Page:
By John Revill
ZURICH (Reuters) – ABB <ABBN.S> will pay up to $470 million (£376 million) in charges and separation costs to hand over its solar inverter business to Italy’s FIMER SpA, the Swiss engineering company said on Tuesday.
The business making solar inverters, which convert direct power from solar panels into alternating current that can be fed into the electricity grid, had sales of roughly $290 million in 2018.
ABB said it expects to take an after-tax non-operational charge of roughly $430 million in the second quarter of 2019 with around three quarters being cash paid to FIMER.
The Zurich company said it also expects to pay up to $40 million in separation costs. The deal is expected to be completed in the first quarter of 2020.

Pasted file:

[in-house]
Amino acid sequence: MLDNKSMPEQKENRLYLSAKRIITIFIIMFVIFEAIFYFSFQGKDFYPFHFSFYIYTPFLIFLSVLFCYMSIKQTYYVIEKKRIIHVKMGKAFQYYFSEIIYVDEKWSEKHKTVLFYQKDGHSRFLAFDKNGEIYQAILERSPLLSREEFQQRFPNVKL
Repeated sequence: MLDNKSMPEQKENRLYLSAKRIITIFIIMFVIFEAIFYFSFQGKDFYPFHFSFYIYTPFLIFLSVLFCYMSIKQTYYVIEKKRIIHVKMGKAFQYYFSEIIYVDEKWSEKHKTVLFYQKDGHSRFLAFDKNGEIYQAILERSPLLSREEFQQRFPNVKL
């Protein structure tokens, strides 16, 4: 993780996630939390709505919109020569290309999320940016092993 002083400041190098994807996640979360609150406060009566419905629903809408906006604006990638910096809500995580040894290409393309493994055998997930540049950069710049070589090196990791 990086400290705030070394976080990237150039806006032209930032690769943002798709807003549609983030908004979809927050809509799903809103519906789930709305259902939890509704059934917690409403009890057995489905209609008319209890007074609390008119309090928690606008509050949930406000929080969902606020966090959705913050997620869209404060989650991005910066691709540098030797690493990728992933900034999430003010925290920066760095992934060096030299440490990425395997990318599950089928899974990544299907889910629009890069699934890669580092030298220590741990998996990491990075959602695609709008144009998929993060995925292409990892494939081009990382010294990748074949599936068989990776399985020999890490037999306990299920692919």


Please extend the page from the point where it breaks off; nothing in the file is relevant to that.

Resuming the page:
ABB acquired the inverter business in 2013 when it paid $1 billion for U.S. solar energy company Power-One Inc, betting that growth in emerging markets would revive a sector ravaged by over-capacity and weakening demand.
But the deal went sour, with the inverter business becoming a drag on the performance on ABB’s electrification business. Following the exit, ABB said it expected the operational EBITA margin at its electrification division to rise by more than 50 basis points.
The solar inverters exit is the first big move by ABB Chairman Peter Voser, the former head of oil company Royal Dutch Shell, since taking over as the Swiss company’s chief executive in April. ABB said in December it was also selling its Power Grids business to Hitachi.
(Reporting by John Revill)